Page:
Many Americans who want a new president have taken to quoting Ronald Reagan when he challenged incumbent Jimmy Carter back in 1980, asking the question: "Are you better off than you were four years ago?"
It seems to be a simple question, one anybody should be able to answer "yes" or "no." Well, after hearing the question for the gazillionth time, I decided to ask it of myself and my wife. And our answer isn't quite so simple:
Yes, we are ...pretty much ...mostly.
At the end of every quarter, I tally our assets and liabilities. I like to know how much money we have, I like to know the exact breakdown of our investments and property, and I like to know our net worth. It's kind of anal, sure, but it's who I am.
Our net worth on September 30, 2012, was roughly 35 percent higher than it was on September 30, 2008. This despite the oodles of bad news that happened in the interim:
- The banking system imploded, the economy tanked, the stock market plummeted and the housing market collapsed.
- Political gridlock led to a downgrade of our national credit rating, and continued infighting threatens to push us off a fiscal cliff.
- My wife has changed jobs and earns 14 percent less now.
- I was laid off in January 2009 and haven't worked full-time since. Though I do some freelance work, I make 85 percent less now than I once did. Given that I never had a six-figure salary, my current income is little more than walking-around money.
- We finished putting our daughter through an expensive private college, and we supported our adult son until he was able to move out and support himself.
- We pay significantly more now for health insurance, media (cell phones, cable, DSL, etc.), car insurance, gasoline and other expenses.
How did my wife and I not just survive our adversity, but substantially increase our net worth?
First, we did what the Simpson-Bowles fiscal reform commission proposed in its deficit-reduction plan: We cut spending (ate fewer meals out; took cheaper, shorter vacations; bought only necessities and shopped hard for them; etc.), and we increased revenues (sought out freelance assignments, got a weekend job, benefited from unemployment insurance during the roughest stretch, etc.). We also continued our long history of avoiding debt.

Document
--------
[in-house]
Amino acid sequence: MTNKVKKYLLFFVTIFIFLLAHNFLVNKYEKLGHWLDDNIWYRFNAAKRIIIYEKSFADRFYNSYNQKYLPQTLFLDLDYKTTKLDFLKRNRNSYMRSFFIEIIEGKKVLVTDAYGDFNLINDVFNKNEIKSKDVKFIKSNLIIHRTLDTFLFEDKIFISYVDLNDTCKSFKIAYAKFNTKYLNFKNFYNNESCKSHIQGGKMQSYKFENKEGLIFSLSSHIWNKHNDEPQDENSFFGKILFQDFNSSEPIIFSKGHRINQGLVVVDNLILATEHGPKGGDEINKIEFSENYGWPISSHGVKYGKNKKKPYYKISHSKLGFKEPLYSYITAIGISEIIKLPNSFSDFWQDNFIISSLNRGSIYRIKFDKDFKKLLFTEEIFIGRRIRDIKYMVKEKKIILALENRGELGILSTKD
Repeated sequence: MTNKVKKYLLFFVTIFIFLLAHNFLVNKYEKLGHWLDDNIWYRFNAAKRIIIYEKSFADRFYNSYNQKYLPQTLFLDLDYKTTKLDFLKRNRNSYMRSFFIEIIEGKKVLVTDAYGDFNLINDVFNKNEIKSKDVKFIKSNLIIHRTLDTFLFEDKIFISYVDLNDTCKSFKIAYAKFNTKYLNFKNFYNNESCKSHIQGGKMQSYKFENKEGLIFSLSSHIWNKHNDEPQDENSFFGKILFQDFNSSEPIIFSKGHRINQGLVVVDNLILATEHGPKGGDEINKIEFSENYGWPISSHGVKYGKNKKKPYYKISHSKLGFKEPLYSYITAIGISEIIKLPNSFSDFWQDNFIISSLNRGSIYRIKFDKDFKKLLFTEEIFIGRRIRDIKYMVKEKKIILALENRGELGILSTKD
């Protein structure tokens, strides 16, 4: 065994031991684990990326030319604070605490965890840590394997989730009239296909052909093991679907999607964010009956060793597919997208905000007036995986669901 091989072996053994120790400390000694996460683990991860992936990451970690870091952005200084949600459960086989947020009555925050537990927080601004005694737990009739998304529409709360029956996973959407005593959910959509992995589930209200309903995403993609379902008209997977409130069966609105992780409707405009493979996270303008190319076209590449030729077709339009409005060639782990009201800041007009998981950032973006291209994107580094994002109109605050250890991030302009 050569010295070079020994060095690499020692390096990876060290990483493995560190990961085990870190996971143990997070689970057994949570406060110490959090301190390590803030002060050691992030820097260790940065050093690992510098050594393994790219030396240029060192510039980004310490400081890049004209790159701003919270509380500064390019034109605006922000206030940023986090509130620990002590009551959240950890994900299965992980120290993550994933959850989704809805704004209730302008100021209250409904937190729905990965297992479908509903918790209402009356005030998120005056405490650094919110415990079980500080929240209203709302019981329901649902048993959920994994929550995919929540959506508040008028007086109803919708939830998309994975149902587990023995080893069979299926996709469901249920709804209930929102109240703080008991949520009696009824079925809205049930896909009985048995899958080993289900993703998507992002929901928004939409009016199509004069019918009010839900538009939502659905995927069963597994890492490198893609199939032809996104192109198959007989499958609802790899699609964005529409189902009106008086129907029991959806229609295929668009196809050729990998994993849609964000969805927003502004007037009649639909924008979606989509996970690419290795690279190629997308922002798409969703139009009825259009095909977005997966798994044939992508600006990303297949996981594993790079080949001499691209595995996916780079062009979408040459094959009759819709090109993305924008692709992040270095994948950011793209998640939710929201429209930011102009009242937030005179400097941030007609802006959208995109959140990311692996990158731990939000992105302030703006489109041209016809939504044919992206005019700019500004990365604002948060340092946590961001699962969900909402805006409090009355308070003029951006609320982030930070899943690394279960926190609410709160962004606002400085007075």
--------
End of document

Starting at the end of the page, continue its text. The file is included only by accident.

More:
Next, we moved from Chicago to Charlotte, where the cost of living is considerably less expensive.
Perhaps most importantly, we did not panic during the worst of the recession. When our four largest individual stock holdings -- General Electric (GE), 3M (MMM), DuPont (DD) and Procter & Gamble (PG) -- suffered sharp price declines in late 2008 and early 2009, we didn't sell at a huge loss. The same is true for the mutual funds we owned. And we kept saving every cent we could, mostly through my wife's 401(k) plan. When the market inevitably rebounded, our investments recovered, too.
So why am I only "mostly" better off? Because I'm part of the underemployed statistical category, and our family income is now only about 42 percent of what it was four years ago. Could I find a decent full-time job? I don't know -- it depends upon one's definition of "decent." What I do know is that in my profession of 30 years -- journalism -- decent jobs are scarce.
Believe me, I'm not fishing for sympathy. We are savers, we are debt-free, our kids are grown and on their own, we are healthy, and my wife has a stable job with benefits. Thanks to all of that, we consider ourselves fortunate, despite our setbacks.
Still, it's difficult for a guy who had a good job at the end of the third quarter of 2008 to enthusiastically say he is better off as an underemployed guy four years later. So ask me again in mid-January, when I will be able to say, "Yes, we are decidedly better off than we were four years ago."
By then, I will have been every bit as "involuntarily retired" as I was four years earlier. And because the market continued to plunge in the fourth quarter of 2008 and first quarter of 2009, our net worth actually has gone up nearly 50 percent since President Obama took the oath of office. (Whether he or other politicians had anything to do with that is another article for another time.)
Unlike then, when I was newly unemployed and deeply concerned about our financial well-being, I now believe we'll be just fine -- regardless of who wins the presidency and other public offices.
My wife and I fully plan to enjoy a low-stress, financially comfortable existence for the rest of our days on this earth. Dividend Growth Investing will help.
From 3M, with its 2.6 percent yield, to Philip Morris (PM) at 3.8 percent to ConocoPhillips (COP) at 4.6 percent to National Retail Properties (NNN) at 5.2 percent to Linn Energy (LINE) at 7 percent, we have built a portfolio of 25 companies in a variety of sectors. All distribute cash to shareholders, and most are on David Fish's list of firms that have increased dividends for years -- or even decades.
Lately, we have been stockpiling cash and waiting for opportunities to buy fairly valued (or better yet, undervalued) companies, adding to our collection of reliable, inflation-beating dividend growers. The idea is to have a steady stream of dividends to complement our pensions and Social Security benefits. Meanwhile, we will stay out of debt and will continue to think hard before making major purchases.
Such a strategy should work well no matter who resides in the White House -- and should always let us answer with a resounding "Yes!" whenever we're asked the are-you-better-off question.